The Klamath River has the “Legal Rights of a Person” a Yurok Tribe Resolution Establishing Rights Of The Klamath River

A Yurok Tribe resolution allows cases to be brought on behalf of the river as a person in tribal court.

Yurok Tribe declared rights of personhood for the Klamath River — likely the first to do so for a river in North America. A concept previously restricted to humans (and corporations), “rights of personhood” means, most simply, that an individual or entity has rights, and they’re now being extended to nonhumans.

According to the Yurok Tribe, the resolution “establishes the Rights of the Klamath River to exist, flourish, and naturally evolve; to have a clean and healthy environment free from pollutants; to have a stable climate free from human-caused climate change impacts; and to be free from contamination by genetically engineered organisms.”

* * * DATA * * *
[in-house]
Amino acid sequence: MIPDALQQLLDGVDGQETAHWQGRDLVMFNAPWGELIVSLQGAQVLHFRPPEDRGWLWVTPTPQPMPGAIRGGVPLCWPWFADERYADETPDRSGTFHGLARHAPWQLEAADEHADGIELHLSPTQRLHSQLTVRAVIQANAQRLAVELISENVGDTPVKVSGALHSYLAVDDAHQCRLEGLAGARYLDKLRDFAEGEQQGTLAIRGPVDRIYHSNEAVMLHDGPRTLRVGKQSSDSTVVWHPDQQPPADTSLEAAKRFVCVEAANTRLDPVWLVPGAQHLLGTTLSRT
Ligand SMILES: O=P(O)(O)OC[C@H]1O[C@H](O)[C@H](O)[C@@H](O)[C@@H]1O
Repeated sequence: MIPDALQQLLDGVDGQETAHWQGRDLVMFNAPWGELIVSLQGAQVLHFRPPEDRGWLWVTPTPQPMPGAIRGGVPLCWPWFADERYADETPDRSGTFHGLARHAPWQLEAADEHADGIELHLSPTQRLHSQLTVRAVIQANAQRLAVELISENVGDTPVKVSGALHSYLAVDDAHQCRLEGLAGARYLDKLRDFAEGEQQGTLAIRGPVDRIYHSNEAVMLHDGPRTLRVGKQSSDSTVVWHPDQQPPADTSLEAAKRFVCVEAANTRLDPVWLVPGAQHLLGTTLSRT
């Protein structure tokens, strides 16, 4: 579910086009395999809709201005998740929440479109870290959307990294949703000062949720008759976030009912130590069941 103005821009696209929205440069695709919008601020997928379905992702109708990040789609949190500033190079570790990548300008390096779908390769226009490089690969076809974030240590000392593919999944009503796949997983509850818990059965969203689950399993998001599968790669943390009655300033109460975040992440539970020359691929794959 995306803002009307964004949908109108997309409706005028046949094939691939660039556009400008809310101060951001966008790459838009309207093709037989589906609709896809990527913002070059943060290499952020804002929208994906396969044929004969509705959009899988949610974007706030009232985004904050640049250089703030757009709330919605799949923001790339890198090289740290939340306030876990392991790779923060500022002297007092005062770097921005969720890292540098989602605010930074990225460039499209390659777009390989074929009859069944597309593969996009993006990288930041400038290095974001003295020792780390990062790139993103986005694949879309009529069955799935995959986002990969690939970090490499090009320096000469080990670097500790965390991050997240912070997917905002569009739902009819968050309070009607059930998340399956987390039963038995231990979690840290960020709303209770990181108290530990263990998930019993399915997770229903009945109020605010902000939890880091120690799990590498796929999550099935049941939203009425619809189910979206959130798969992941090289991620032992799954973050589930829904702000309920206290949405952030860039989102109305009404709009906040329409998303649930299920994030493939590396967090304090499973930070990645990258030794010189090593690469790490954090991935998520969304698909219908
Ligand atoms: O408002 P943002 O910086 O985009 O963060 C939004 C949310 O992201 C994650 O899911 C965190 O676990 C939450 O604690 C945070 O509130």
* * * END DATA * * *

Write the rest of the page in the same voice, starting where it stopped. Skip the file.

Changing Currents

In 2019, the Yurok Tribe made a resolution recognizing rights of the Klamath River and gave it legal personhood. The resolution declares that the Yurok Tribal Council will adopt an ordinance establishing tribal law, which will grant the Klamath River standing in causes of action. The resolution came after many years of low water levels in the river, harming the river’s salmon population.

The Yurok’s resolution, passed by the tribal council in May, comes during another difficult season for the Klamath; over the past few years, low water flows have caused high rates of disease in salmon, and canceled fishing seasons.

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